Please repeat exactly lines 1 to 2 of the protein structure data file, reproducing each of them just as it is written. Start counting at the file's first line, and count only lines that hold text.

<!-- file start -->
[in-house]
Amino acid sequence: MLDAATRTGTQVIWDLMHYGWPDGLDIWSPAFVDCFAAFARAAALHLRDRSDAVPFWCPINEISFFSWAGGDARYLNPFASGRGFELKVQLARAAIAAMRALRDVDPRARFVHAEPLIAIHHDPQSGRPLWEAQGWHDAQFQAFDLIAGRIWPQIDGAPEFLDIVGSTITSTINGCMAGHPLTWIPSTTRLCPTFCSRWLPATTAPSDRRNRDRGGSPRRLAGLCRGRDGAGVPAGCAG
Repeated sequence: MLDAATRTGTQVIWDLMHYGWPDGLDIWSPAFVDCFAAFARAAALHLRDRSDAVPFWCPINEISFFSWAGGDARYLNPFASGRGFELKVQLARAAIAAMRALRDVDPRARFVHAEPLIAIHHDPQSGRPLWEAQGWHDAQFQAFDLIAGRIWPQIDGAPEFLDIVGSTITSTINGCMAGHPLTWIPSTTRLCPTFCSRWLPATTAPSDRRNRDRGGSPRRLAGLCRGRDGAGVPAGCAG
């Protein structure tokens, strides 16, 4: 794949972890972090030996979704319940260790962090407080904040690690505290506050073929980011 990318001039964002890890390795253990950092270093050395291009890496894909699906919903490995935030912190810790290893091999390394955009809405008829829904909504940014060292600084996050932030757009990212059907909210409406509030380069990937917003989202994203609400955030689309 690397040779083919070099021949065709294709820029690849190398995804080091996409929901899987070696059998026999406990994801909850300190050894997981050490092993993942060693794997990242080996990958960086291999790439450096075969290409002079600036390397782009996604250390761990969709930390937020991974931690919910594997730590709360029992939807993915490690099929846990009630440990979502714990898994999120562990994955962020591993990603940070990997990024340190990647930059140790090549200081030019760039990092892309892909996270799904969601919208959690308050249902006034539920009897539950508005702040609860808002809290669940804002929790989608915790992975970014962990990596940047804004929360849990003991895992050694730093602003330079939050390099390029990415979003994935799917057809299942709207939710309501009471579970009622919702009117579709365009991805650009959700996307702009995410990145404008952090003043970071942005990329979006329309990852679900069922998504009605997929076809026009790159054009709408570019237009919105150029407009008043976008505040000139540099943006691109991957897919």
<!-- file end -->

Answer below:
[in-house]
Amino acid sequence: MLDAATRTGTQVIWDLMHYGWPDGLDIWSPAFVDCFAAFARAAALHLRDRSDAVPFWCPINEISFFSWAGGDARYLNPFASGRGFELKVQLARAAIAAMRALRDVDPRARFVHAEPLIAIHHDPQSGRPLWEAQGWHDAQFQAFDLIAGRIWPQIDGAPEFLDIVGSTITSTINGCMAGHPLTWIPSTTRLCPTFCSRWLPATTAPSDRRNRDRGGSPRRLAGLCRGRDGAGVPAGCAG